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Mr Boult said the DCC benefited from "highly inflated dividends" from Aurora which should have instead been spent on maintenance and said it should consider footing some of the huge maintenance bill instead of power consumers.
This comes after Aurora outlines a three-year, $400 million programme to tackle ageing electricity infrastructure in Dunedin, Central Otago and Queenstown.
Aurora Energy chief executive Dr Richard Fletcher said the proposed plan, which would need to be approved by the Commerce Commission following consultation, was about the "prudent investment that is essential to meet the needs of our communities now and into our future, to address the errors of the past and position the network for its future use''.
The proposal outlines estimated increases in residential line charges of up to $21 a month in the year ending March 2022, or $252 for the year, followed by up to $10 a month in 2023 and 2024 to fund a significant increase in network and related system upgrades and maintenance.
Mr Boult issued a statement this after noon expressing "deep concern and disappointment" at the scale of potential price increases signalled today by Aurora for its customers in the Queenstown Lakes District.
Aurora has signalled that it will be requesting Commerce Commission approval for price rises which could amount to increases in the order of 18% per annum for some years for both retail and commercial customers in the district, he said.
The proposed increases reflect the requirement to upgrade Aurora’s infrastructure following a long period of underspend on maintenance and replacement.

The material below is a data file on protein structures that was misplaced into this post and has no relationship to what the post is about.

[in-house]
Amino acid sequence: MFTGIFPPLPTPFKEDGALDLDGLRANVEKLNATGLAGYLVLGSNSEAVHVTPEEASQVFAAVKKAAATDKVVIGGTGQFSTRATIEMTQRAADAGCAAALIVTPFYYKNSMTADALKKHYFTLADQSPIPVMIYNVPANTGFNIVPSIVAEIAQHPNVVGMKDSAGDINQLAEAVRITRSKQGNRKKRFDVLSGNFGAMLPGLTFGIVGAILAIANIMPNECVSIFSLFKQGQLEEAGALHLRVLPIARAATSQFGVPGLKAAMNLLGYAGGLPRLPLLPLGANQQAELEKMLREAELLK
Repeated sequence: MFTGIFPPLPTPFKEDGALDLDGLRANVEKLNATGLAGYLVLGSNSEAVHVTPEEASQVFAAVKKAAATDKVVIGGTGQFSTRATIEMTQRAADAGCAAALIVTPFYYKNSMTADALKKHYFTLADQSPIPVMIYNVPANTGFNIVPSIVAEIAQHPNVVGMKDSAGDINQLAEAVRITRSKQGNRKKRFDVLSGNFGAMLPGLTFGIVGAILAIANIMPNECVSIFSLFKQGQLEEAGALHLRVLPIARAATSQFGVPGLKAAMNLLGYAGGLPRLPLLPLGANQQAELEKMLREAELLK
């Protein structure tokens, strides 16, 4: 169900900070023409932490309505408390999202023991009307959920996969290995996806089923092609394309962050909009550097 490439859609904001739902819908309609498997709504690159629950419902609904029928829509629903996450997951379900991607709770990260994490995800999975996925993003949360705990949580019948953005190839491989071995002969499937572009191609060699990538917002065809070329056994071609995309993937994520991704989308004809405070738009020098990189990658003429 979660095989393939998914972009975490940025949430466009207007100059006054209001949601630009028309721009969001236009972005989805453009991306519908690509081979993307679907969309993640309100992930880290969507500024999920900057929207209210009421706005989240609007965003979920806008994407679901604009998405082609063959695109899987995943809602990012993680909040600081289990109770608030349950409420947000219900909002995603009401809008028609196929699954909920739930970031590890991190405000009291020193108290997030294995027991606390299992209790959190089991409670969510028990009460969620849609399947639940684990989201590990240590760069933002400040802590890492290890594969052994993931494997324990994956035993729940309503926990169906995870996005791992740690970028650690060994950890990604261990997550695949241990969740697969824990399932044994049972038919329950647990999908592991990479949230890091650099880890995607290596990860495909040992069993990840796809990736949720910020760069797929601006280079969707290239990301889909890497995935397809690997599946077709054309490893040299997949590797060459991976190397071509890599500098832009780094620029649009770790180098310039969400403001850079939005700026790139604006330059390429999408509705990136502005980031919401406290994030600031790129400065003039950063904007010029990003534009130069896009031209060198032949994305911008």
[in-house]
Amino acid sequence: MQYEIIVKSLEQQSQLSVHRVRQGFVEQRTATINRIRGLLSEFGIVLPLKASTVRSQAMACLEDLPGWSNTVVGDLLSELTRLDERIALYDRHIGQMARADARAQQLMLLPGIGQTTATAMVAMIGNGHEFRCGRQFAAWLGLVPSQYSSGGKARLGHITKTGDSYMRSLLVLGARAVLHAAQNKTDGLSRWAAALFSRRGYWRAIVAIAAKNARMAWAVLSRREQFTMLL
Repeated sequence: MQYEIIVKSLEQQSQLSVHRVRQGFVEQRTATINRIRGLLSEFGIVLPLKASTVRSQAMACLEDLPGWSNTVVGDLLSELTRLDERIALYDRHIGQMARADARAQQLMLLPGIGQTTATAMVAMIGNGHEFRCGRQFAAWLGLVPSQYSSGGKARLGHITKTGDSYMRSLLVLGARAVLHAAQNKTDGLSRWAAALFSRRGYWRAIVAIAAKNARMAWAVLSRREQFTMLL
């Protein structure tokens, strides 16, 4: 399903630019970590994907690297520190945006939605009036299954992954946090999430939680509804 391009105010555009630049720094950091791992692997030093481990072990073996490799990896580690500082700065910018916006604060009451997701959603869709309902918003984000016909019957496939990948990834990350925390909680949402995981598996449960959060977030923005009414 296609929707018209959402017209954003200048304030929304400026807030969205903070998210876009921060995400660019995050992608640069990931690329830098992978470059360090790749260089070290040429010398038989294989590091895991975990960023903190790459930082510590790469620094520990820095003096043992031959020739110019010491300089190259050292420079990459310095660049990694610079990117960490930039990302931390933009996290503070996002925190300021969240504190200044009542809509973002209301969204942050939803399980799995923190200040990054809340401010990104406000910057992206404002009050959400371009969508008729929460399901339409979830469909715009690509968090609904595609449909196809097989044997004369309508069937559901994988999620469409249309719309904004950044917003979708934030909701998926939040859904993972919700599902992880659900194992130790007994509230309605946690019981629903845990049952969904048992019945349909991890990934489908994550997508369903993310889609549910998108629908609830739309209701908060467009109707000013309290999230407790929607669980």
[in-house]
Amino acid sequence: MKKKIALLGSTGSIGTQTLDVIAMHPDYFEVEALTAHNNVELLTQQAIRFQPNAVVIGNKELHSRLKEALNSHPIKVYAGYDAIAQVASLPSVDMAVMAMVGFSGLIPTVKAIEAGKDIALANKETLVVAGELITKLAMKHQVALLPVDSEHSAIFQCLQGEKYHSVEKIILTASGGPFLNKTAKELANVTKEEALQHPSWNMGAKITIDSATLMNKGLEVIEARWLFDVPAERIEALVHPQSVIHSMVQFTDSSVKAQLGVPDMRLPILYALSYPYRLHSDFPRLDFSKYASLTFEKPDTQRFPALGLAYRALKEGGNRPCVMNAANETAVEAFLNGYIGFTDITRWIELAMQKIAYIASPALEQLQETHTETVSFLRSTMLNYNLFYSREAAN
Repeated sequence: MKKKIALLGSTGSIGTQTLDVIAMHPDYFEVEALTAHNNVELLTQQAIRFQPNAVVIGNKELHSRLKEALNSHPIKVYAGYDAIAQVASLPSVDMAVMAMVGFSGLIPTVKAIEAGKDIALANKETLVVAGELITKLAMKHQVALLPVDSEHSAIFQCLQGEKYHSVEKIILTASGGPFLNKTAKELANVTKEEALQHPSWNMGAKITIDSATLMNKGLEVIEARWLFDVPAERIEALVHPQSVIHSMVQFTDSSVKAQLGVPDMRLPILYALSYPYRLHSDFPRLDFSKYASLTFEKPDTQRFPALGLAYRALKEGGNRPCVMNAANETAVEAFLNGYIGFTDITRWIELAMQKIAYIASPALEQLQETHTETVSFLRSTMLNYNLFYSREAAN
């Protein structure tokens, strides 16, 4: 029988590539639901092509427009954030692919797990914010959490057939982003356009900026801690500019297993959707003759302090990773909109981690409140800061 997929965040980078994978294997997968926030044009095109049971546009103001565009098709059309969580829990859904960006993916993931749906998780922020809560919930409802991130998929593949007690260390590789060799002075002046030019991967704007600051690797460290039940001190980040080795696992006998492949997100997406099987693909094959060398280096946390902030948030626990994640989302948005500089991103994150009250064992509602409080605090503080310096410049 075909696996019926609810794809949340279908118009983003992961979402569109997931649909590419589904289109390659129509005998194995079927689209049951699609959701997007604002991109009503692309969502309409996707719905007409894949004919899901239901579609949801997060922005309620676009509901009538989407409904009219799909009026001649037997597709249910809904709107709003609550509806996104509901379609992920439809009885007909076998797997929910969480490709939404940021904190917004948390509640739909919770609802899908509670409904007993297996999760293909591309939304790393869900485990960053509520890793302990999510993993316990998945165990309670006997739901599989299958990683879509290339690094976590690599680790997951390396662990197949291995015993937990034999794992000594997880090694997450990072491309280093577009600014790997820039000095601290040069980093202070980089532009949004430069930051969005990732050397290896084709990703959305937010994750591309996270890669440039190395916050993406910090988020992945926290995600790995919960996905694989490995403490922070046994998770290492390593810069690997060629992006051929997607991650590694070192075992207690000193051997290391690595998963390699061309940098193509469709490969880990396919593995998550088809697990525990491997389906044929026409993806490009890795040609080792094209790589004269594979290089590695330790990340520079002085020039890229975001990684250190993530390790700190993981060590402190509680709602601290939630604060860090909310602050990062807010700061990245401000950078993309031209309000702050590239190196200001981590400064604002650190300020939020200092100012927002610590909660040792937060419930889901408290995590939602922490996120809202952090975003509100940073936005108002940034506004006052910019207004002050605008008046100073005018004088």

"This increase is in large part a result of highly inflated dividends paid by Aurora to its owner, the Dunedin City Council over a period of years.
"I would suggest this money should have been invested more wisely in maintaining and improving Aurora’s infrastructure and, if it had been, this situation would not be before us now. It is my belief that the DCC should consider a capital contribution to Aurora as part of addressing this issue.
“I have asked [QLDC] staff to engage with suitable advisers to investigate the proposed increases and to prepare a likely submission to the Commerce Commission strongly opposing the increases. This is an incredibly important issue for us all to consider as a district, and one that has the potential for a significant financial effect."
"I would encourage everyone to take time to be informed.
"We need to be asking Aurora what the alternative options are instead of just hiking prices.
"What are the viable options and what are the implications for us all?
"It may mean a compromise for both our district's ratepayers and Aurora, but we really need to reach the best possible outcome for everyone that makes it both affordable and futureproofed."